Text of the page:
The Impact of Public Pensions on State and Local Budgets
State and local pensions have been headline news since the financial collapse reduced the value of their assets, leaving a substantial unfunded liability. The magnitude of that liability depends on the interest rate used to discount future benefit promises but, regardless of the assumptions, states and localities are going to have to come up with more money. This brief looks at the size of the additional funding relative to state budgets. The brief proceeds as follows. The first section provides an overview of state and local plans and introduces our sample of six states: California, Florida, Georgia, Illinois, Massachusetts, and New Jersey. The second section presents data on pension expenditures relative to budget totals for states and localities in the aggregate and for our sample of plans. The third section develops baseline budgets for the period 2010-2043 for all states and localities and for the six individual states. It then projects annual required pension contributions beginning in 2014 under three scenarios: 1) amortizing the unfunded liability valued at an 8-percent discount rate over the next 30 years; 2) amortizing the unfunded liability valued at 5 percent over the next 30 years; and 3) continuing to pay contributions at current levels until the trust fund is exhausted and then paying benefits on a pay-as-you-go basis. The final section concludes that whereas public plans are substantially underfunded, in the aggregate they currently account for only 3.8 percent of state and local spending. Assuming 30-year amortization beginning in 2014, this share would rise to only 5.0 percent and, even assuming a 5-percent discount rate, to only 9.1 percent. Aggregate data, however, hide substantial variation. States that have seriously underfunded plans and/or generous benefits, such as California, Illinois, and New Jersey, would see contributions rise to about 8 percent of budgets with an 8-percent discount rate and 12.5 percent with a 5-percent discount rate.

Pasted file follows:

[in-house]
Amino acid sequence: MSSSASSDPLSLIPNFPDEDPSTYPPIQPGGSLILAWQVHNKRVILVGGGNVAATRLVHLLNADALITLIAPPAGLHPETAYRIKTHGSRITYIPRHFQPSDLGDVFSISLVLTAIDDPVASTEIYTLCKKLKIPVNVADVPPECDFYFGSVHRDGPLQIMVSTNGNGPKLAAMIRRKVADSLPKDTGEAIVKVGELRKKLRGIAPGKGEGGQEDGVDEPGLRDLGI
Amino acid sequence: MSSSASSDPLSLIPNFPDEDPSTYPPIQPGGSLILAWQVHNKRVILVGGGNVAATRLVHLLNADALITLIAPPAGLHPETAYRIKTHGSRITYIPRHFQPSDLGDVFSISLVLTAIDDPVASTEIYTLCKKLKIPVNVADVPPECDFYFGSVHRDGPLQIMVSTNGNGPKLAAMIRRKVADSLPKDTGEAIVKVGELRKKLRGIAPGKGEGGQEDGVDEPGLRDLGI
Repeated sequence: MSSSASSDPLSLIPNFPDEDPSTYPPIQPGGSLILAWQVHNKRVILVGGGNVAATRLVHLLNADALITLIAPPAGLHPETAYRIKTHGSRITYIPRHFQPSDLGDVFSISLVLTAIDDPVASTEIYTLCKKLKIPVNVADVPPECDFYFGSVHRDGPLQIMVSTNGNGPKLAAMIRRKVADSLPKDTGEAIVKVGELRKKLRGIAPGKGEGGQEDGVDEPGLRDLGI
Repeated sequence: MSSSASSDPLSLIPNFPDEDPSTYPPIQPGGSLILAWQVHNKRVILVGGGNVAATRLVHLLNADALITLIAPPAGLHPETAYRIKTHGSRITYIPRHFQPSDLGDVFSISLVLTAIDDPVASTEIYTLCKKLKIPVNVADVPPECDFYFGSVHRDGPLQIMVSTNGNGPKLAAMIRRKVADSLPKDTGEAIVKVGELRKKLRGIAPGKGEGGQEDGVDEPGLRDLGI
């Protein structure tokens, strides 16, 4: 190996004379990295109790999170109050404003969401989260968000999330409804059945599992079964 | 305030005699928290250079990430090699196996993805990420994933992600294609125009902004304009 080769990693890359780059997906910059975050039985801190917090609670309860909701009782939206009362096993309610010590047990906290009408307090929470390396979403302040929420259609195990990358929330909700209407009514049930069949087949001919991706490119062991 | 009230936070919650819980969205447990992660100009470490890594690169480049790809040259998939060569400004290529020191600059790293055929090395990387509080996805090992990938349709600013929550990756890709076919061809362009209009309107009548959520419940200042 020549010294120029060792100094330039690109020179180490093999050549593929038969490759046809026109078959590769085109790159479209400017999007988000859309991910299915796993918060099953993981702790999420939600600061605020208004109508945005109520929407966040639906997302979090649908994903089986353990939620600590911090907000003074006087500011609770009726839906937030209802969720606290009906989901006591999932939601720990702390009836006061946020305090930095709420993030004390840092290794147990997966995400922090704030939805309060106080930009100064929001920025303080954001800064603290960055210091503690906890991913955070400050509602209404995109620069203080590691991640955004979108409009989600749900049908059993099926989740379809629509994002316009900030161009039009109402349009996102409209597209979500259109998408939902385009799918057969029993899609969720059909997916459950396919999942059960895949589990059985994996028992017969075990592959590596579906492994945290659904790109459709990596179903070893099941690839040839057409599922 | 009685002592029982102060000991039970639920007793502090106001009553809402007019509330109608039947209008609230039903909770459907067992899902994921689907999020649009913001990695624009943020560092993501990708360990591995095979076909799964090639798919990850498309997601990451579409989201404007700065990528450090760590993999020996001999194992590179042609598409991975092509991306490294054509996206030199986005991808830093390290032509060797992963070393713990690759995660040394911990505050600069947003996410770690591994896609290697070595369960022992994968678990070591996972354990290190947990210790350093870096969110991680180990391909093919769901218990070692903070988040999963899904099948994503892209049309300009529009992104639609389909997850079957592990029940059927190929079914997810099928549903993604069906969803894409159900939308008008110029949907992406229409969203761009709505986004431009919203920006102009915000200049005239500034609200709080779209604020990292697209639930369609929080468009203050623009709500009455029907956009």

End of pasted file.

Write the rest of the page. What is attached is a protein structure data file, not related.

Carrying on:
|Date of creation:||Oct 2010|
|Date of revision:||Oct 2010|
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